Economists are like everyone else – we tend to extrapolate the recent past into the future, basing projections on what has happened. That’s not always a bad thing. History may not repeat, but human behavior typically falls within predictable bounds that can be gauged by past patterns, for example, using ‘regression’ or ‘time series’ analysis. There are times however, often difficult to discern when first unfolding, where structural changes make it less likely that the past will accurately foretell the future.
For the US and indeed the world economy, now may be one of those times. To see why, it is useful to begin with a brief recap of where we’ve been and where we’ve arrived.
For most of us, the financial crisis and ‘great recession’ define our world view. Those twin calamities swept away notions of strong growth in advanced economies, underpinned by rapid credit formation. The ensuing ‘new normal’ of de-leveraging, sluggish growth, low inflation, low interest rates and high unemployment has become the dominant paradigm. Notwithstanding the extraordinary responses of central banks and, in some cases, of fiscal policies to provide offsetting stimulus, growth has remained lackluster. Meanwhile, according to the received wisdom, emerging economies with sound balance sheets, prudent policy-making, and growing confidence supplanted the advanced economies as the engines of global growth.
For a time, that narrative was spot on. And, in some dimensions, it remains relevant today. The US must still cut bloated budget deficits. Europe must clean up its banks, reduce private sector leverage, and undertake structural reforms.
What lies ahead?
In other important ways, the ‘new normal’ is becoming less relevant. In the US, households and firms are again debtfinancing purchases of durables such as autos, houses and capital goods. Banks are easing credit standards and lending more. Growth looks more sustainable. We forecast 3% annualized growth in second half of 2013 and for 2014. The US recovery is broadly-based, supported by housing, credit formation, business investment spending, competitive exports, investment in the energy sector, and household income formation. And, as a result, the Fed is openly contemplating a reversal of its accommodative policy stance.
Elsewhere, change is also afoot. Wrenching economic conditions are yielding more competitive economies in parts of the Eurozone periphery. Imbalances between core and peripheral economies have narrowed, easing risk premiums. Japan has embarked on a series of audacious policies in a dramatic attempt to pull its economy out of long-term deflation. Meanwhile, most emerging economies have stumbled, proving unable to maintain growth as their exports faltered and their economies could not sustain domestic-demand led growth.
The most important changes go beyond those mentioned above. They reside in technological innovations, above all in the US, that are reshaping the contours of key markets and, most probably, of the world economy itself.
The most widely cited and by now broadly recognized change is the US ‘energy revolution,’ led by hydraulic fracturing (‘fracking’) as well as the exploitation of tar sands. The advances are significant. Since 2007, rising domestic production has halved the price of natural gas for American consumers, in contrast to a doubling of the domestic price of gas in Western Europe. In the US, production of crude oil has risen over 40% in the past five years, making it the world’s second largest producer of petroleum and helping to narrow its energy import bill by a quarter since 2008.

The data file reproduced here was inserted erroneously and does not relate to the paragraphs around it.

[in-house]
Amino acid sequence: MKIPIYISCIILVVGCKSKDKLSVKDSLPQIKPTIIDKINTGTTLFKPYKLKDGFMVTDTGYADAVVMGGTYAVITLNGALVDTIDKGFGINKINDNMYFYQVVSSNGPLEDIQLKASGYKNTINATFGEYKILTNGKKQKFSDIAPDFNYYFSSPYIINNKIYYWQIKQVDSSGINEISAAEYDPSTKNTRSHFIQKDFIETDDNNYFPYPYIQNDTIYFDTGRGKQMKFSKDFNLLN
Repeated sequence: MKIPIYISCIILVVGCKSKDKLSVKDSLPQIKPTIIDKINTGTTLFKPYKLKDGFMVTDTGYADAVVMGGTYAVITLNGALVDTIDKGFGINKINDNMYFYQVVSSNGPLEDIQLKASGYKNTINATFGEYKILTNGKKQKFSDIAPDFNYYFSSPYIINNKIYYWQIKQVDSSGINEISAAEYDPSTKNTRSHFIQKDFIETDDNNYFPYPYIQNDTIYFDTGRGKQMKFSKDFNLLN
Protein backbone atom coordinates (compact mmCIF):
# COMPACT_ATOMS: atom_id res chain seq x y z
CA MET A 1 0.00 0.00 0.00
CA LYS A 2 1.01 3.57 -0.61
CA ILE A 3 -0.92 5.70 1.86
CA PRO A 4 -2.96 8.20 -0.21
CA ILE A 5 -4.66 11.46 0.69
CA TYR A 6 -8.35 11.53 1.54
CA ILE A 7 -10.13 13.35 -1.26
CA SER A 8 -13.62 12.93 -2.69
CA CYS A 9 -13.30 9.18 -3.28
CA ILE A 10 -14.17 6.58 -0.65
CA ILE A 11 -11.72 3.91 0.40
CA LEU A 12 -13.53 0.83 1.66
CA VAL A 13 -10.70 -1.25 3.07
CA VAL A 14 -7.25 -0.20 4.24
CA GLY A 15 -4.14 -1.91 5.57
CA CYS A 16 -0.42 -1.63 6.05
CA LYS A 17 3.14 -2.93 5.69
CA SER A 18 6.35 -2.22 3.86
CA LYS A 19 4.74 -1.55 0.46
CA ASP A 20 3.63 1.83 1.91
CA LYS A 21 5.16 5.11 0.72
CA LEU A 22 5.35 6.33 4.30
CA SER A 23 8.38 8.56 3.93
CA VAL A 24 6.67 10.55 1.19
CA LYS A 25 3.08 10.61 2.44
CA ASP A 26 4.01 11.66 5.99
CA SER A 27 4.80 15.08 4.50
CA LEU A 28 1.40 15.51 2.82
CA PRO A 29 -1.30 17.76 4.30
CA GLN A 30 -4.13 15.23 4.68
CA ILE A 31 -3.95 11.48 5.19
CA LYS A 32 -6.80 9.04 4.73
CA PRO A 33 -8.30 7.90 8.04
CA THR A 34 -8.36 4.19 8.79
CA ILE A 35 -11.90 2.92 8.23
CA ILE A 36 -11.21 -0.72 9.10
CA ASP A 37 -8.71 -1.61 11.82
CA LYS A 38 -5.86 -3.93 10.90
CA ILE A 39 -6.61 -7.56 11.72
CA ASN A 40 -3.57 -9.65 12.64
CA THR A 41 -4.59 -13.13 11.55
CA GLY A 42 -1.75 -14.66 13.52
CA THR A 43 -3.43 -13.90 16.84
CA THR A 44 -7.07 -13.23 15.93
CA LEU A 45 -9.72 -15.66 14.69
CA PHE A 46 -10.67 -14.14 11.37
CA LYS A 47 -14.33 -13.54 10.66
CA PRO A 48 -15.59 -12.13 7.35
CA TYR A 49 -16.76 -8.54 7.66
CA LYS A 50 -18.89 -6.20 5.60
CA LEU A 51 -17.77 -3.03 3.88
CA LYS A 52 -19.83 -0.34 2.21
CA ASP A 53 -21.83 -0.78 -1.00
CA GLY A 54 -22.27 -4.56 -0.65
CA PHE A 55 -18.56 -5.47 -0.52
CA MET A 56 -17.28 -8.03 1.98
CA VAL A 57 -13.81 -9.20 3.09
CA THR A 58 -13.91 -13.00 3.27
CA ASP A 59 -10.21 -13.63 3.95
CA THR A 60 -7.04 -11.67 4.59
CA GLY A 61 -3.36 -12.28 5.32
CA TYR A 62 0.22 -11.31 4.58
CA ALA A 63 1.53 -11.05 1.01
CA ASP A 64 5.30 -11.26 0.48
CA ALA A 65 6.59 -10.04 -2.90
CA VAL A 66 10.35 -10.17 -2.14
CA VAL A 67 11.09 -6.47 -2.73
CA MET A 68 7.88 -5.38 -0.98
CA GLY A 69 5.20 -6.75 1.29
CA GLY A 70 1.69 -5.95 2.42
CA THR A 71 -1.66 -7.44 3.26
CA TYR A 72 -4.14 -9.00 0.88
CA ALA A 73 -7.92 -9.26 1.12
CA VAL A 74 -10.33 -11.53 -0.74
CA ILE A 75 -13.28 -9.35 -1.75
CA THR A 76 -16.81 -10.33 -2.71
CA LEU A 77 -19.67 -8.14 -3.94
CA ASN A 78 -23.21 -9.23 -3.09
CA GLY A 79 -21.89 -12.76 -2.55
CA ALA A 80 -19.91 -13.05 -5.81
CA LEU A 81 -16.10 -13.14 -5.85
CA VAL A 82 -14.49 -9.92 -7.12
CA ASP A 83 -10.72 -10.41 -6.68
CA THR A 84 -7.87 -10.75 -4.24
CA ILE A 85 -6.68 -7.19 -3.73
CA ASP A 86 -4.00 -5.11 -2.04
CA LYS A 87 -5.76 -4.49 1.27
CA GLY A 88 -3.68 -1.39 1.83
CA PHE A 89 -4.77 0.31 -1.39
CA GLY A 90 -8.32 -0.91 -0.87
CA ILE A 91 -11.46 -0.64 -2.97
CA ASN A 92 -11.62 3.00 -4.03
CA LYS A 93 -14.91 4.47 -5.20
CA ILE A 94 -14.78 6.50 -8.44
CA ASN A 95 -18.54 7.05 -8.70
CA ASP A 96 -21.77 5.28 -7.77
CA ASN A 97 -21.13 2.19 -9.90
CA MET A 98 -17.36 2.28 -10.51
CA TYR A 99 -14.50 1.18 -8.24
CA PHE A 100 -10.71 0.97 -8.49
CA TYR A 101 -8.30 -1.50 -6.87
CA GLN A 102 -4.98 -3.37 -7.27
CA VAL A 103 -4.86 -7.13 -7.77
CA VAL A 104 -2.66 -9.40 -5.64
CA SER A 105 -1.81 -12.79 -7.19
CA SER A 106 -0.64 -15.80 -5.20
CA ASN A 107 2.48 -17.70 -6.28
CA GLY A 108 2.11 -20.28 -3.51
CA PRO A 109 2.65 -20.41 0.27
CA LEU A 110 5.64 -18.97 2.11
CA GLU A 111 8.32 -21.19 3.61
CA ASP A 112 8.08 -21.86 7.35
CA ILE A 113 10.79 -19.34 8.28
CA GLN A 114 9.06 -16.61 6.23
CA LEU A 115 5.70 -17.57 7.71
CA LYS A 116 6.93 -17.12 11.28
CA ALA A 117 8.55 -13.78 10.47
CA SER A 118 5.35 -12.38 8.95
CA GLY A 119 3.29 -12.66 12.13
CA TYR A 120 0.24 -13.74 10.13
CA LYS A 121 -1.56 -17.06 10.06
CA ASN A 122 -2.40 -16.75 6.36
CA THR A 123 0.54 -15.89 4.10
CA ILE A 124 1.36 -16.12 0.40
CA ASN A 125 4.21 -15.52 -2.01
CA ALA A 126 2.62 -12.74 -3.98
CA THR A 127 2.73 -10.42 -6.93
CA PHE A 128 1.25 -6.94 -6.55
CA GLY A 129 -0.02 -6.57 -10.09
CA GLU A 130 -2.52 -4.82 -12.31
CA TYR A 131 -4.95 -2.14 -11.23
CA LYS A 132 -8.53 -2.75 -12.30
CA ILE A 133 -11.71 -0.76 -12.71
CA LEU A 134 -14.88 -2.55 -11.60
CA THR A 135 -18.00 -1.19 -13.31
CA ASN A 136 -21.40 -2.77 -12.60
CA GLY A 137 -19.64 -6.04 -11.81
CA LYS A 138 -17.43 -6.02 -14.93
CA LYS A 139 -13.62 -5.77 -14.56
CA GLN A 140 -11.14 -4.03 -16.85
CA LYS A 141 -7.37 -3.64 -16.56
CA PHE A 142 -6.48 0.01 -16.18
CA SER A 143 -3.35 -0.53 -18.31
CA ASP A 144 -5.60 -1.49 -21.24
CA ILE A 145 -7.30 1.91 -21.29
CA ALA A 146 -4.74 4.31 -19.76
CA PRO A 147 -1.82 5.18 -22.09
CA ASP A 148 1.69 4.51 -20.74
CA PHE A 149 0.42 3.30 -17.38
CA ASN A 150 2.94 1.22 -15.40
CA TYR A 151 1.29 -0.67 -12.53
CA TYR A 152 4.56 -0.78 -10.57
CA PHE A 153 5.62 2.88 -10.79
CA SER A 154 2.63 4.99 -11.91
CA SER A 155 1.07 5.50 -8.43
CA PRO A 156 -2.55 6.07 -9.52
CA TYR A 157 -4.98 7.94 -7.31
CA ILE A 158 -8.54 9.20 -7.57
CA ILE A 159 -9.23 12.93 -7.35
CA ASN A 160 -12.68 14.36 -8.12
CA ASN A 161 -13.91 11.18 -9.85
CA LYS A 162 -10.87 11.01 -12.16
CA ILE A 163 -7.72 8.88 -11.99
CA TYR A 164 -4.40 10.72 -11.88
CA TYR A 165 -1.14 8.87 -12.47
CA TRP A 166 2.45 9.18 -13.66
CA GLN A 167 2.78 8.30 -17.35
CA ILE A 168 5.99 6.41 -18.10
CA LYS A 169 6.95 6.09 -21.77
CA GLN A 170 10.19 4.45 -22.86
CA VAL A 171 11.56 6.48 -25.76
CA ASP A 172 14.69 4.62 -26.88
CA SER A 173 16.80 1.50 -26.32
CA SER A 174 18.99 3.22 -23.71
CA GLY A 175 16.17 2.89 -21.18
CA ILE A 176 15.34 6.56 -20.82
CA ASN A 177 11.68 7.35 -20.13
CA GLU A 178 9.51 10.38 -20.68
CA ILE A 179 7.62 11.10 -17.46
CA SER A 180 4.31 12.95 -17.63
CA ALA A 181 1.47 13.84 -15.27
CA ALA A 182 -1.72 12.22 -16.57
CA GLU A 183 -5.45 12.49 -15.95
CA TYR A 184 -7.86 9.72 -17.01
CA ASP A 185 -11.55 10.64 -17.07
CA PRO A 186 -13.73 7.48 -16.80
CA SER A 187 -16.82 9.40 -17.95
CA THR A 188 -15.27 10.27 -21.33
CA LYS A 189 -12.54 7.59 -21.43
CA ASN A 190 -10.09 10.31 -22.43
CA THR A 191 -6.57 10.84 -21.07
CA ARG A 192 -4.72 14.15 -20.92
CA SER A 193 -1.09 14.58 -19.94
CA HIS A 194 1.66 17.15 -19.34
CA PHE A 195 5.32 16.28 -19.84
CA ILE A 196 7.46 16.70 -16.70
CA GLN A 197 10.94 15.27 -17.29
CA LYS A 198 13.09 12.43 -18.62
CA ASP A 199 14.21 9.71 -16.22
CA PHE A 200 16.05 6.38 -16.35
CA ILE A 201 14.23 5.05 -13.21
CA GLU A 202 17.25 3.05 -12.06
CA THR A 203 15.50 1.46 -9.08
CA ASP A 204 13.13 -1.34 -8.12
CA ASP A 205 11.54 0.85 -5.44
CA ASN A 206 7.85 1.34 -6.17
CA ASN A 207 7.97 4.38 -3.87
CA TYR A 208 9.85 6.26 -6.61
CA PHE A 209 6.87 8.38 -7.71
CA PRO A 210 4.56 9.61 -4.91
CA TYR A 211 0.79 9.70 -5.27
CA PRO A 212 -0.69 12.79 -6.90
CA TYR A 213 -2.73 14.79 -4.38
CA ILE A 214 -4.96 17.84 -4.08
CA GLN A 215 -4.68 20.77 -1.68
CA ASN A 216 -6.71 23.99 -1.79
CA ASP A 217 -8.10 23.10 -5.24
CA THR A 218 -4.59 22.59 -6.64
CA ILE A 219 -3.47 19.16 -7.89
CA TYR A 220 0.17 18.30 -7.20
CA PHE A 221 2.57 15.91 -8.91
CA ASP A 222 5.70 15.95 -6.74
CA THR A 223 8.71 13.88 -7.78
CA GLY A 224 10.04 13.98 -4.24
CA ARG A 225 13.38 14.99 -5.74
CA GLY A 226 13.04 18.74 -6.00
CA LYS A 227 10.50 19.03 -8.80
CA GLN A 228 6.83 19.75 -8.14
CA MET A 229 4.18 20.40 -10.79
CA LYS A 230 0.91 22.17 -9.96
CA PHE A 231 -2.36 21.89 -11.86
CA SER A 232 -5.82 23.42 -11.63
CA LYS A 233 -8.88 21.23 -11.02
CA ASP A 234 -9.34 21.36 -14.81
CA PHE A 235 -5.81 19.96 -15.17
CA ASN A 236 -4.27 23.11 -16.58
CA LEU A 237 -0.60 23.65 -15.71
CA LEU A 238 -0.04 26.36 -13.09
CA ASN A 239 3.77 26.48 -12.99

New innovations supporting growth
As we noted in a recent publication, advances in information and communications technology as well as new innovations in manufacturing activity, together with rising energy production, could lift trend global GDP growth 0.5-0.7 percentage points in the coming decade. Global inflation could be one percentage point lower than it otherwise would be and global profits growth could be around 5% higher.
New innovations creating productivity
What are some of these changes? They include new technologies such as additive manufacturing (e.g., ‘3D printing’), advanced robotics, mobile technology, and cloud computing. The productivity gains and cost savings are potentially significant. For example, advanced robots could work 24/365, for as little as four dollars per hour. In addition, ‘3D printers’ could remove 90% of the waste from some manufacturing processes and save more than 50% from production-related energy bills.
An ascendent America
The US economy and the US dollar will probably be beneficiaries of these structural transformations. That’s because of the US’ favorable cyclical position, superior access to debt and equity capital, as well as a comparative advantage in the production of new technology. Accordingly, the US dollar will benefit from capital inflows seeking high returns from innovation. Equally, the dollar ought to be supported by the structural improvement in the US current account balance as energy imports fall, owing to increased domestic production.
In summary, it is human nature to project the present (and near past) into the future. Often, that’s appropriate. However, there are reasons to believe that the world economy is changing in profound ways. A prolonged and painful era of advanced economic malaise juxtaposed by emerging economy euphoria is, as our teenagers might say, ‘so yesterday’. New challenges lie ahead, but so too does much promise, including a revitalized world economy, led by an ascendent America.